In January 1977, H. R. Crawford, once one of the nation's highest ranking black public officials, was ending a year in virtual seclusion and public disgrace. He had been fired by the president of the United States from the Department of Housing and Urban Development while the Justice Department investigated whether he had used his position improperly to line up future consulting contracts.

That month, the investigation was dropped with no charges filed, and Crawford vowed to pick up the pieces of his shattered life and begin the long, painful climb back to the kind of public life and prominence that had once put him on the cover of Jet magazine and in the list of Who's Who in America.

With about 100 friends and supporters gathered to celebrate on the 10th floor of the Edgewood Terrace housing complex, Crawford said "Watch me now."

Now in January 1981, H. R. Crawford is back on top, about to be inaugurated today as the new D.C. City Council member from Ward 7, the far Northeast and Southeast corner of Washington where he grew up. Crawford is 41 now, and somewhat mellower than the disciplinarian landlord who once carried a gun and the headline-grabbing HUD assistant secretary who bulldozed deteriorating federal housing projects.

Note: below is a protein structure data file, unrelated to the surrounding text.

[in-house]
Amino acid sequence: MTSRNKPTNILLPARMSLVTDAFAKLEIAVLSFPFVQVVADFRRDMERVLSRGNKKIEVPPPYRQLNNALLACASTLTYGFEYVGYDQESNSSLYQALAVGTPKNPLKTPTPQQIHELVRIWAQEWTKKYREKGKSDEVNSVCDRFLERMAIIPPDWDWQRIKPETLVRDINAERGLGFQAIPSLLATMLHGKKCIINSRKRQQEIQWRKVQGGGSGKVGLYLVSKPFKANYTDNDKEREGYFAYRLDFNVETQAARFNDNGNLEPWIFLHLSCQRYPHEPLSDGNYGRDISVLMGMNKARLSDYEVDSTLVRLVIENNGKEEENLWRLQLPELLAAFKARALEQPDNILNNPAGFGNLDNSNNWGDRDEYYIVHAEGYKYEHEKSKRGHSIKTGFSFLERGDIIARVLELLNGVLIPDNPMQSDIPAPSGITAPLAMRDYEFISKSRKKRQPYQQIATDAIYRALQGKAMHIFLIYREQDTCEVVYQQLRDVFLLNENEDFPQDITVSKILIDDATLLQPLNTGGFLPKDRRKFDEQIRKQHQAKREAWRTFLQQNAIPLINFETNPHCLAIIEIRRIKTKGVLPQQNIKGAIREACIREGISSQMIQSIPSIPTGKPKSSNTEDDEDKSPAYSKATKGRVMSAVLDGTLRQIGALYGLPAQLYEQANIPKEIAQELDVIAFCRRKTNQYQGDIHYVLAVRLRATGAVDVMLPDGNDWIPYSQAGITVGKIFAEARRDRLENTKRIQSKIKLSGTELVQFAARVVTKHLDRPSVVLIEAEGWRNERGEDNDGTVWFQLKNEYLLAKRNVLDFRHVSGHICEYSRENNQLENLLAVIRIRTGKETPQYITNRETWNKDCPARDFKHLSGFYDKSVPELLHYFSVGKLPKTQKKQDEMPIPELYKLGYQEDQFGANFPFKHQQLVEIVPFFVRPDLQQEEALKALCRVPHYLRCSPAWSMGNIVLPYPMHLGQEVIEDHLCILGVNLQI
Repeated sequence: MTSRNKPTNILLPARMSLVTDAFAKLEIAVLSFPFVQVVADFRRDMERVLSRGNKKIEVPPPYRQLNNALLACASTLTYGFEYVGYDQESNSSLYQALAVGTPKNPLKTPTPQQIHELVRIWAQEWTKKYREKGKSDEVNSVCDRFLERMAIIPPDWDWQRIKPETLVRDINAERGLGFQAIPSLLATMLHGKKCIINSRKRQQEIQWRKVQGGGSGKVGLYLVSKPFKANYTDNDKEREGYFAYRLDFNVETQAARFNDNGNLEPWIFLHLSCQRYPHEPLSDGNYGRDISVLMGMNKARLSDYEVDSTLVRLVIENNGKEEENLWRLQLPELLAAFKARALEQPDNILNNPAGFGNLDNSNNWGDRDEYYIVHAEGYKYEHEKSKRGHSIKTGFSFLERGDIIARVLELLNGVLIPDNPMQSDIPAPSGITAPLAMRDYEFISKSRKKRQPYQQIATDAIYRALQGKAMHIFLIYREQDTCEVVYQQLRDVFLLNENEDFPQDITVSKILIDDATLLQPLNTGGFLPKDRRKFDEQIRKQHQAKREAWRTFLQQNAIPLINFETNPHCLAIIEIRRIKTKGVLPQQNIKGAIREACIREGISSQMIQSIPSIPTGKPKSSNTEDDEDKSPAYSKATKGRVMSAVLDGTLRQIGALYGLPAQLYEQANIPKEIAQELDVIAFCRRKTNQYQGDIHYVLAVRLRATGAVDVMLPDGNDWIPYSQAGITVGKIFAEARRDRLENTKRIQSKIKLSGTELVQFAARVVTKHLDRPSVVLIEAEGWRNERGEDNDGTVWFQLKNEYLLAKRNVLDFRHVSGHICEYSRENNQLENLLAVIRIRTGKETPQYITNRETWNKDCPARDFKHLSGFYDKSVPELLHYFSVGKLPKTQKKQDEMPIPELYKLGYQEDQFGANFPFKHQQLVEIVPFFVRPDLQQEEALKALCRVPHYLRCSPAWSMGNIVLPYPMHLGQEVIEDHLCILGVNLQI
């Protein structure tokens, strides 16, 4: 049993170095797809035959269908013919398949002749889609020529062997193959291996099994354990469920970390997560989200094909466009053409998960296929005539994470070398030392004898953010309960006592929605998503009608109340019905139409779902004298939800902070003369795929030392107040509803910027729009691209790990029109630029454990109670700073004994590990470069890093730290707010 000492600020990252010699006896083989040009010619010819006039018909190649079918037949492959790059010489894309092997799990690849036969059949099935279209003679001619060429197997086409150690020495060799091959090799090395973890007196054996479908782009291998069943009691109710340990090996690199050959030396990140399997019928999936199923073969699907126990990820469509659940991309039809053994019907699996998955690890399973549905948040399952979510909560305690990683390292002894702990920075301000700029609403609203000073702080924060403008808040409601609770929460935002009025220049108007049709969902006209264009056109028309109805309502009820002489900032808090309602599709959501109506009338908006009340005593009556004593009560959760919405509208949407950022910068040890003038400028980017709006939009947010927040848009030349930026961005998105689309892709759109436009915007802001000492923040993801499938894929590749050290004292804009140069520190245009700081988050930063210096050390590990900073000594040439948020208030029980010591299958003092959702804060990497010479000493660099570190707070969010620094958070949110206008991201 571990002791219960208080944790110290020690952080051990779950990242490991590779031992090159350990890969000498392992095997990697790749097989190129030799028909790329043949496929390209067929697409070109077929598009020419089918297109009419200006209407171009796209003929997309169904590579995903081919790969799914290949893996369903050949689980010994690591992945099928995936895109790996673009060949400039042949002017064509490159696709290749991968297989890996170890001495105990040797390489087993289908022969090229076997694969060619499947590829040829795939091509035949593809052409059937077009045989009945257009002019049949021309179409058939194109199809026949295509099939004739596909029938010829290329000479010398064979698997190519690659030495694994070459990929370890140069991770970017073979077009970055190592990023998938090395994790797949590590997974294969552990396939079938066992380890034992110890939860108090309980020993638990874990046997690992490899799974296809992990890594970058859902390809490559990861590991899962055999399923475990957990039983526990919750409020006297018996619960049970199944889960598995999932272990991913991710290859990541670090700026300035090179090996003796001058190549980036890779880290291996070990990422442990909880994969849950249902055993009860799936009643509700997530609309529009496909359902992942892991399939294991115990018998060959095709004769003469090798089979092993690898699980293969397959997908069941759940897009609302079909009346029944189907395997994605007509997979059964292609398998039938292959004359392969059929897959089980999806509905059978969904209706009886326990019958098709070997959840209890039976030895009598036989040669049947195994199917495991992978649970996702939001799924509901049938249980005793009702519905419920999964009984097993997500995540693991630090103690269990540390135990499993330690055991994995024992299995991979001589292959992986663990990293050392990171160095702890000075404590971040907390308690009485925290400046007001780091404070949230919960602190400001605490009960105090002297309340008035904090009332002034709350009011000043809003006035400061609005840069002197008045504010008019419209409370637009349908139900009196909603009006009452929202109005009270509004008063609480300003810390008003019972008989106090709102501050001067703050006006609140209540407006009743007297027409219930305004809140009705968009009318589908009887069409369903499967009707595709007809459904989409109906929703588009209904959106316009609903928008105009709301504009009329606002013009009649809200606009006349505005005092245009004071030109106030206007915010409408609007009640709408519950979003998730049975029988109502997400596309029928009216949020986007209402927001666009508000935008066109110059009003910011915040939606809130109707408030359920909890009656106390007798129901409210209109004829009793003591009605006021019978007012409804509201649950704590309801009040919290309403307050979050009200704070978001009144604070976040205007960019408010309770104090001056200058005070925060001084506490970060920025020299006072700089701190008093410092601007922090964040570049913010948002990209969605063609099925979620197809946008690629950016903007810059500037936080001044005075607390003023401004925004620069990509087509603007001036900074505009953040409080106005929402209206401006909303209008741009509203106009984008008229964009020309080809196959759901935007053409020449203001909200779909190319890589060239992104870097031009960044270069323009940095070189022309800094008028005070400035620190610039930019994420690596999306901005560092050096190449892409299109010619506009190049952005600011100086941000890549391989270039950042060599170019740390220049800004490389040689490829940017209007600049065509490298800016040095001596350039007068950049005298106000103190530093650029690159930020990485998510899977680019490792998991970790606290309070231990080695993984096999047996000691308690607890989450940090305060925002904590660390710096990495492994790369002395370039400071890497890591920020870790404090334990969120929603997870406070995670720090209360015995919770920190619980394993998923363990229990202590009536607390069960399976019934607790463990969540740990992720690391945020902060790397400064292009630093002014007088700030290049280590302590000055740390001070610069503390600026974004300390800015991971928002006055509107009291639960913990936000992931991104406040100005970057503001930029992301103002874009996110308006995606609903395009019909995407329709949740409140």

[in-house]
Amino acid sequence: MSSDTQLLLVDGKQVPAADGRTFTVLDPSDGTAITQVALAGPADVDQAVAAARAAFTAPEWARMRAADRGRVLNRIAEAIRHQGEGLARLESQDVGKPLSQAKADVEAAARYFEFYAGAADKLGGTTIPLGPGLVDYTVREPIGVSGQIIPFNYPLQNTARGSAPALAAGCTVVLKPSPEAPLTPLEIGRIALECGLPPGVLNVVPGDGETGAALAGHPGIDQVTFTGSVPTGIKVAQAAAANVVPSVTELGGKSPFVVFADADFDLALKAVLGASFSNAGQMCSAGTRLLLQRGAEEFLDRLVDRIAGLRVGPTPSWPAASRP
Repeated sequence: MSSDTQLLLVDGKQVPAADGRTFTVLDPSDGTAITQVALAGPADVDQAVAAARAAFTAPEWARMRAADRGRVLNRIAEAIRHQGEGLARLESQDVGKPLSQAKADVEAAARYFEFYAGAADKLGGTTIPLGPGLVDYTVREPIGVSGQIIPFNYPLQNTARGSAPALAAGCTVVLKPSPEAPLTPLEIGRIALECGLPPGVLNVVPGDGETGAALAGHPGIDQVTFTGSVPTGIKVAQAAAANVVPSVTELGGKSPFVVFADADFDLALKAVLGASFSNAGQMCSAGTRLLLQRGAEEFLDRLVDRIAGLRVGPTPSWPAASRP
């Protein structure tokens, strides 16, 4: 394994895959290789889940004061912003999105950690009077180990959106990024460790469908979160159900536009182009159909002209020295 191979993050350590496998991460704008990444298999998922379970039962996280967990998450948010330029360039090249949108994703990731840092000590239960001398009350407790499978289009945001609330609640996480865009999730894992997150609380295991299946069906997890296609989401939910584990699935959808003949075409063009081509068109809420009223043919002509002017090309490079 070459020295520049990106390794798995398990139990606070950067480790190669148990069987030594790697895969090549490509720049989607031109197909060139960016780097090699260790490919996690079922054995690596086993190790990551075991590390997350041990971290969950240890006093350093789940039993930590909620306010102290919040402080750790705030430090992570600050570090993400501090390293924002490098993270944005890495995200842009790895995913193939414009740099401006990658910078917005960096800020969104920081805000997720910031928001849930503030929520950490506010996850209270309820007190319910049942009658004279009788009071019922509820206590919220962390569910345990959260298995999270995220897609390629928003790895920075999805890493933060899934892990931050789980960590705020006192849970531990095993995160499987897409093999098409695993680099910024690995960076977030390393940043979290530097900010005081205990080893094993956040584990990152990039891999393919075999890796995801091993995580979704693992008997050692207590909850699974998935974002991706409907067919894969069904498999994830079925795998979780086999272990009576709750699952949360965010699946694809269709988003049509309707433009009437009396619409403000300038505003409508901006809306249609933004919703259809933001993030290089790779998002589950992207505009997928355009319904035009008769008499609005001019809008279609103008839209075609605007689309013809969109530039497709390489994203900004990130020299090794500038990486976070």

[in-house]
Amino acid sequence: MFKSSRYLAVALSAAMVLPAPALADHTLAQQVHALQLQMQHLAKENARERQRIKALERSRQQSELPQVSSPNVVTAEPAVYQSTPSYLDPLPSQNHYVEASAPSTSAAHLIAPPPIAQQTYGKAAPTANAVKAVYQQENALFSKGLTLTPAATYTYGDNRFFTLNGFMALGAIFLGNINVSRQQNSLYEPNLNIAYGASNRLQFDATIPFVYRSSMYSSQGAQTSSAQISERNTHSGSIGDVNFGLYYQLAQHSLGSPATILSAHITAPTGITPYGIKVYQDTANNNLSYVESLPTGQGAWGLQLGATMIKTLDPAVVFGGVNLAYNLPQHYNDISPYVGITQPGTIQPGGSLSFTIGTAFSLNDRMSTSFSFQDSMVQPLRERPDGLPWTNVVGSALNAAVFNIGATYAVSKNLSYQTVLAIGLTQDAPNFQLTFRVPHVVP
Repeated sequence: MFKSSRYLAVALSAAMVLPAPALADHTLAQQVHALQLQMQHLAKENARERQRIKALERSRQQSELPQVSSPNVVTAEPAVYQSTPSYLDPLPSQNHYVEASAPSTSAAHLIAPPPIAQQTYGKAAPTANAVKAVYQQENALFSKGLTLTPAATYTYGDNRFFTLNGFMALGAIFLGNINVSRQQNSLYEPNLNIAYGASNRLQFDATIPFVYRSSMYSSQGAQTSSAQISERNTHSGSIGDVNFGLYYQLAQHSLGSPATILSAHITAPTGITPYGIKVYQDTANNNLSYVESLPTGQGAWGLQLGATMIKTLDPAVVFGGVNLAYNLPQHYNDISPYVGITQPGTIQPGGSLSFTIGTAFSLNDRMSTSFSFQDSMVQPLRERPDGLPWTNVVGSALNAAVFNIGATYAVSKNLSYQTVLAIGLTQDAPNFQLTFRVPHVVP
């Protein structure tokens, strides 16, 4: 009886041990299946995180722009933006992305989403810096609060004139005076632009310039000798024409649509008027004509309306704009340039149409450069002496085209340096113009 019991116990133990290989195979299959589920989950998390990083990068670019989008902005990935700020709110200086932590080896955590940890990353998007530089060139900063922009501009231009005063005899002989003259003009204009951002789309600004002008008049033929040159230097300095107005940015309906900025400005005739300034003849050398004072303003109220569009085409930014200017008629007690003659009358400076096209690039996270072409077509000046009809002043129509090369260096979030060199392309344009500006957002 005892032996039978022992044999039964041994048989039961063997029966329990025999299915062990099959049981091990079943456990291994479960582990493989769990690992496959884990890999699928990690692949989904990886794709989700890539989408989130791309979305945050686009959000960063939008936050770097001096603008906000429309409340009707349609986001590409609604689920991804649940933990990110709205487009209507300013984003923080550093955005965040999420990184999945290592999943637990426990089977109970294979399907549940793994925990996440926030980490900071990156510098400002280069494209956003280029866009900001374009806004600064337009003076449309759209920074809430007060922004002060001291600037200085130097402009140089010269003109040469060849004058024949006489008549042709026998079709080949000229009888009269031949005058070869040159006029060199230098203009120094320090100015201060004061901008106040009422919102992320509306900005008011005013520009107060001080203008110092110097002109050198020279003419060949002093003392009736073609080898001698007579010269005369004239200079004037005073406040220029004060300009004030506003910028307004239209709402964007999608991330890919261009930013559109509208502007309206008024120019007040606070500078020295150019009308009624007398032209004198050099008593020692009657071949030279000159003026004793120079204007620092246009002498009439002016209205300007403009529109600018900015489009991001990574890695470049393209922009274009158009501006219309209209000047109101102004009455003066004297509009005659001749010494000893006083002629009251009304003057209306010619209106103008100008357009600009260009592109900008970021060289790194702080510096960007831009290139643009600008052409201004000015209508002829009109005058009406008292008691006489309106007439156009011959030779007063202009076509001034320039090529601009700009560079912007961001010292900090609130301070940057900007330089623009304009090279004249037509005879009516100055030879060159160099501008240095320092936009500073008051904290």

Crawford's comeback is just one of many peaks in his roller coaster career. He attributes his success and resiliency to the bootstrap philosophy he advocates. "I don't talk black power, I talk green power," he says.

Over the years, Crawford's basic philosophy hasn't changed -- a belief that blacks must pull themselves out of poverty by their own bootstraps, without handouts, much the same way he pulled himself from poverty. Crawford does not talk about exactly how much money he has made that way, but he has all the trappings of affluence -- a stately stone mansion on the winding hilltop of Westover Drive in Southeast Washington, 2,000 apartment units he manages in the city and a new chocolate brown Mercades.

His message has always been that if he could make it, other blacks could too. But Crawford's boostrap credo is likely to isolate him on a City Council made up primarily of old-school liberals and social advocates from the civil rights era. He will be the first major businessman on the council, making his initial success in private enterpreneurship instead of through the traditional prehome-rule political forums that produced most of the council's current members -- community activism, civic groups, the school board and the church.

Crawford's political enemies are also starting to question whether his substantial real estate interests, including 10 rental housing units he owns in the city, will conflict with his public decision-making. Crawford is president of Crawford Edgewood Management, of Landover, directly managing about 2,000 subsidized housing units in the city.

In addition, Crawford acknowledges he is being investigated by a federal grand jury probing P.I. Properties, a real estate spinoff of Youth Pride, Inc., a black self-help organization, and its co-founder, Mary Treadwell. The probe started after the publication in 1979 of a series of articles in The Washington Post detailing the theft, misappropriation and diversion of at least $600,000 by Treadwell and some of her associates from a federally financed housing project. Treadwell has denied any wrongdoing.